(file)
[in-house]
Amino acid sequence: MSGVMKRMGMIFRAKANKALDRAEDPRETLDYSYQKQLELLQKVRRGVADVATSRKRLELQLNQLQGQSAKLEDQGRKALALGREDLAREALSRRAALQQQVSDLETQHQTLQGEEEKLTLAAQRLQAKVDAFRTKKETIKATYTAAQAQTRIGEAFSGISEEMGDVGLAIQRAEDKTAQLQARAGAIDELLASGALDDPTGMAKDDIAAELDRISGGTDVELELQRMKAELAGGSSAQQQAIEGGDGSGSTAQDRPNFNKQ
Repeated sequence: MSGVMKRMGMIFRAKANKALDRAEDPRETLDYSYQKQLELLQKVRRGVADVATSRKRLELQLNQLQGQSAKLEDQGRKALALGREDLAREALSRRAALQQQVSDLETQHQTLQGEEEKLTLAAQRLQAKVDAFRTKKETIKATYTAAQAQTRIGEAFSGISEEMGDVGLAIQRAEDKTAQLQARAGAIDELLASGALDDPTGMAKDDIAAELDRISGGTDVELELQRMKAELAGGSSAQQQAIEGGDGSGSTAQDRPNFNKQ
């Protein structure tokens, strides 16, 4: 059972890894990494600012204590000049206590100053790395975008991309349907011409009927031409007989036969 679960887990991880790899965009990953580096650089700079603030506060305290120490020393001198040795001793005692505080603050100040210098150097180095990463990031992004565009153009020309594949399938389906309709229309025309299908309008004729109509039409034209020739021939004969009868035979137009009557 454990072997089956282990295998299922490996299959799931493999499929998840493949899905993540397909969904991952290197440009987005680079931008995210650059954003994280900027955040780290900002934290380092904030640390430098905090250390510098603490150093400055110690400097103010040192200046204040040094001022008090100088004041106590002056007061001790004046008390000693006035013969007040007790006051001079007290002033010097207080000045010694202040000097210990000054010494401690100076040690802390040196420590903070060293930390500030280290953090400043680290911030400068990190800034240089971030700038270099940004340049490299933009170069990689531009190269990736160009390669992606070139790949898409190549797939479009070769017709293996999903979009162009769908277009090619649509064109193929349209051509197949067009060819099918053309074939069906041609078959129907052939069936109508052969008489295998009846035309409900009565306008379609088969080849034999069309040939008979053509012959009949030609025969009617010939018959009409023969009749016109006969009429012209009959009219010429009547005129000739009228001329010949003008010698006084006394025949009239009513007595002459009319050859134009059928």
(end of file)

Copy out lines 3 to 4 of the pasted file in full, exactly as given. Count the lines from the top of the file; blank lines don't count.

Repeated sequence: MSGVMKRMGMIFRAKANKALDRAEDPRETLDYSYQKQLELLQKVRRGVADVATSRKRLELQLNQLQGQSAKLEDQGRKALALGREDLAREALSRRAALQQQVSDLETQHQTLQGEEEKLTLAAQRLQAKVDAFRTKKETIKATYTAAQAQTRIGEAFSGISEEMGDVGLAIQRAEDKTAQLQARAGAIDELLASGALDDPTGMAKDDIAAELDRISGGTDVELELQRMKAELAGGSSAQQQAIEGGDGSGSTAQDRPNFNKQ
């Protein structure tokens, strides 16, 4: 059972890894990494600012204590000049206590100053790395975008991309349907011409009927031409007989036969 679960887990991880790899965009990953580096650089700079603030506060305290120490020393001198040795001793005692505080603050100040210098150097180095990463990031992004565009153009020309594949399938389906309709229309025309299908309008004729109509039409034209020739021939004969009868035979137009009557 454990072997089956282990295998299922490996299959799931493999499929998840493949899905993540397909969904991952290197440009987005680079931008995210650059954003994280900027955040780290900002934290380092904030640390430098905090250390510098603490150093400055110690400097103010040192200046204040040094001022008090100088004041106590002056007061001790004046008390000693006035013969007040007790006051001079007290002033010097207080000045010694202040000097210990000054010494401690100076040690802390040196420590903070060293930390500030280290953090400043680290911030400068990190800034240089971030700038270099940004340049490299933009170069990689531009190269990736160009390669992606070139790949898409190549797939479009070769017709293996999903979009162009769908277009090619649509064109193929349209051509197949067009060819099918053309074939069906041609078959129907052939069936109508052969008489295998009846035309409900009565306008379609088969080849034999069309040939008979053509012959009949030609025969009617010939018959009409023969009749016109006969009429012209009959009219010429009547005129000739009228001329010949003008010698006084006394025949009239009513007595002459009319050859134009059928």